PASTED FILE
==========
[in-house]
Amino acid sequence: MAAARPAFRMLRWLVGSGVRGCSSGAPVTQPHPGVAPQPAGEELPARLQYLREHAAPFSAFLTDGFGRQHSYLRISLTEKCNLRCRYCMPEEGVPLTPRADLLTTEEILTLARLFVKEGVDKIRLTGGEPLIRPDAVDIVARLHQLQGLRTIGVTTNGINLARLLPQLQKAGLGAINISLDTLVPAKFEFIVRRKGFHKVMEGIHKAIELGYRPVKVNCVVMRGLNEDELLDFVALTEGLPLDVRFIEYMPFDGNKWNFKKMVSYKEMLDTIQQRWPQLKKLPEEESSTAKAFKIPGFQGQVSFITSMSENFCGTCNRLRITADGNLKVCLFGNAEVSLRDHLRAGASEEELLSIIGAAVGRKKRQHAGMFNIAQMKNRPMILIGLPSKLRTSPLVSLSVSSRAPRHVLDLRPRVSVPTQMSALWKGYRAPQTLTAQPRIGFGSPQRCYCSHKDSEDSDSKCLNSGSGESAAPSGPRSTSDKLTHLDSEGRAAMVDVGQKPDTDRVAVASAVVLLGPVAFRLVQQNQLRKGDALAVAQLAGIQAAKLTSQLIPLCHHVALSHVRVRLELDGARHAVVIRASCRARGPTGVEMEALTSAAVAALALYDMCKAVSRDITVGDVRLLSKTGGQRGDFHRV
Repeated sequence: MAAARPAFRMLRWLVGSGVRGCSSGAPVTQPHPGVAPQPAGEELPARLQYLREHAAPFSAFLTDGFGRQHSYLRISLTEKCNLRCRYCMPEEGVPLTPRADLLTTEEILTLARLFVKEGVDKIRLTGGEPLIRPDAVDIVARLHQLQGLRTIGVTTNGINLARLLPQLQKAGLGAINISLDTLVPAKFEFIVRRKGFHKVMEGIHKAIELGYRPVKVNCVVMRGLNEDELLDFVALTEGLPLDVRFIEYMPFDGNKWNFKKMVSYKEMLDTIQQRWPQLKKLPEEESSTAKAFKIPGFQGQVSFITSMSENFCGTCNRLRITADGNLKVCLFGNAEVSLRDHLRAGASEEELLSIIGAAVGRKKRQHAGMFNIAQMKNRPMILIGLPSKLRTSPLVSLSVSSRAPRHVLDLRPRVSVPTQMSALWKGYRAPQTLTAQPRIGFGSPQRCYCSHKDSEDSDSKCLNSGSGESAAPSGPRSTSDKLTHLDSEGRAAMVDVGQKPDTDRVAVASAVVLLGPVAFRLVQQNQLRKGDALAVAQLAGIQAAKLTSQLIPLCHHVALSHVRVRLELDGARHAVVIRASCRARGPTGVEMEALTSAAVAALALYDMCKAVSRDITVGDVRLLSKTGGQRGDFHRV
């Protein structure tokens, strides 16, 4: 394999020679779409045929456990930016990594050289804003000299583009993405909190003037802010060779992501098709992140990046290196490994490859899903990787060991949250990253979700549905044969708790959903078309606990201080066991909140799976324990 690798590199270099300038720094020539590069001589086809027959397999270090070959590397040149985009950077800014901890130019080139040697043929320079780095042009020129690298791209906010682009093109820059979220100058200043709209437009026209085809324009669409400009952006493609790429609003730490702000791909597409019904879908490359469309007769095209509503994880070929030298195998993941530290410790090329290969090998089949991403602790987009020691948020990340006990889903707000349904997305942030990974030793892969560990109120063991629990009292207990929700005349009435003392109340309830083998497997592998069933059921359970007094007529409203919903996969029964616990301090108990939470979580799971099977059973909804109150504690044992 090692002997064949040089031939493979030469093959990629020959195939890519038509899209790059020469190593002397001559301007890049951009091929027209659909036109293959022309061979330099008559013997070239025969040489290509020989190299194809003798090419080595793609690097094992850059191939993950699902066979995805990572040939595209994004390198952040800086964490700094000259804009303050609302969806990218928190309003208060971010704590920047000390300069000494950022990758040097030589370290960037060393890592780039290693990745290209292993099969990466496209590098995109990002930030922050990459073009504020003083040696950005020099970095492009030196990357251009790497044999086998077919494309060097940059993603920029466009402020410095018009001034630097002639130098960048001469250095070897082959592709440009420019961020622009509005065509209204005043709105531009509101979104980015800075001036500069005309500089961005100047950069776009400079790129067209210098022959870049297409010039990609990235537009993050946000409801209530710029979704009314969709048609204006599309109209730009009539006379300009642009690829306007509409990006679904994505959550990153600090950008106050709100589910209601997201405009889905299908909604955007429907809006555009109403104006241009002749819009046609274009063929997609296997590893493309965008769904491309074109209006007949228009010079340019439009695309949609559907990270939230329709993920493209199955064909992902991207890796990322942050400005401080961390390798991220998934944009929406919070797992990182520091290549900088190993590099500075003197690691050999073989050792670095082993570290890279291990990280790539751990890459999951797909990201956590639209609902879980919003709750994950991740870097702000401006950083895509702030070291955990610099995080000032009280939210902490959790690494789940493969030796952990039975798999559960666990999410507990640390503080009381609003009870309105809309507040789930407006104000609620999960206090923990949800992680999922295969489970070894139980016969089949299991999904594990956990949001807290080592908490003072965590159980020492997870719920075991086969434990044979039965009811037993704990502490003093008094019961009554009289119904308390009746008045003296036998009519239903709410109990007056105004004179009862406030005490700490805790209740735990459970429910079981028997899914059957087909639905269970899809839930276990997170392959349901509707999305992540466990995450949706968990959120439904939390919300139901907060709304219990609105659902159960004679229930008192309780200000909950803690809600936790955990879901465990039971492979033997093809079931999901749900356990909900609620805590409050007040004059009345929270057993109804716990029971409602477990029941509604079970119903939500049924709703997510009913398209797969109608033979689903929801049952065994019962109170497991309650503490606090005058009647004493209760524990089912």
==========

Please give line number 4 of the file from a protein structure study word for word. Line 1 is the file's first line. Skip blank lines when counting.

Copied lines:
């Protein structure tokens, strides 16, 4: 394999020679779409045929456990930016990594050289804003000299583009993405909190003037802010060779992501098709992140990046290196490994490859899903990787060991949250990253979700549905044969708790959903078309606990201080066991909140799976324990 690798590199270099300038720094020539590069001589086809027959397999270090070959590397040149985009950077800014901890130019080139040697043929320079780095042009020129690298791209906010682009093109820059979220100058200043709209437009026209085809324009669409400009952006493609790429609003730490702000791909597409019904879908490359469309007769095209509503994880070929030298195998993941530290410790090329290969090998089949991403602790987009020691948020990340006990889903707000349904997305942030990974030793892969560990109120063991629990009292207990929700005349009435003392109340309830083998497997592998069933059921359970007094007529409203919903996969029964616990301090108990939470979580799971099977059973909804109150504690044992 090692002997064949040089031939493979030469093959990629020959195939890519038509899209790059020469190593002397001559301007890049951009091929027209659909036109293959022309061979330099008559013997070239025969040489290509020989190299194809003798090419080595793609690097094992850059191939993950699902066979995805990572040939595209994004390198952040800086964490700094000259804009303050609302969806990218928190309003208060971010704590920047000390300069000494950022990758040097030589370290960037060393890592780039290693990745290209292993099969990466496209590098995109990002930030922050990459073009504020003083040696950005020099970095492009030196990357251009790497044999086998077919494309060097940059993603920029466009402020410095018009001034630097002639130098960048001469250095070897082959592709440009420019961020622009509005065509209204005043709105531009509101979104980015800075001036500069005309500089961005100047950069776009400079790129067209210098022959870049297409010039990609990235537009993050946000409801209530710029979704009314969709048609204006599309109209730009009539006379300009642009690829306007509409990006679904994505959550990153600090950008106050709100589910209601997201405009889905299908909604955007429907809006555009109403104006241009002749819009046609274009063929997609296997590893493309965008769904491309074109209006007949228009010079340019439009695309949609559907990270939230329709993920493209199955064909992902991207890796990322942050400005401080961390390798991220998934944009929406919070797992990182520091290549900088190993590099500075003197690691050999073989050792670095082993570290890279291990990280790539751990890459999951797909990201956590639209609902879980919003709750994950991740870097702000401006950083895509702030070291955990610099995080000032009280939210902490959790690494789940493969030796952990039975798999559960666990999410507990640390503080009381609003009870309105809309507040789930407006104000609620999960206090923990949800992680999922295969489970070894139980016969089949299991999904594990956990949001807290080592908490003072965590159980020492997870719920075991086969434990044979039965009811037993704990502490003093008094019961009554009289119904308390009746008045003296036998009519239903709410109990007056105004004179009862406030005490700490805790209740735990459970429910079981028997899914059957087909639905269970899809839930276990997170392959349901509707999305992540466990995450949706968990959120439904939390919300139901907060709304219990609105659902159960004679229930008192309780200000909950803690809600936790955990879901465990039971492979033997093809079931999901749900356990909900609620805590409050007040004059009345929270057993109804716990029971409602477990029941509604079970119903939500049924709703997510009913398209797969109608033979689903929801049952065994019962109170497991309650503490606090005058009647004493209760524990089912």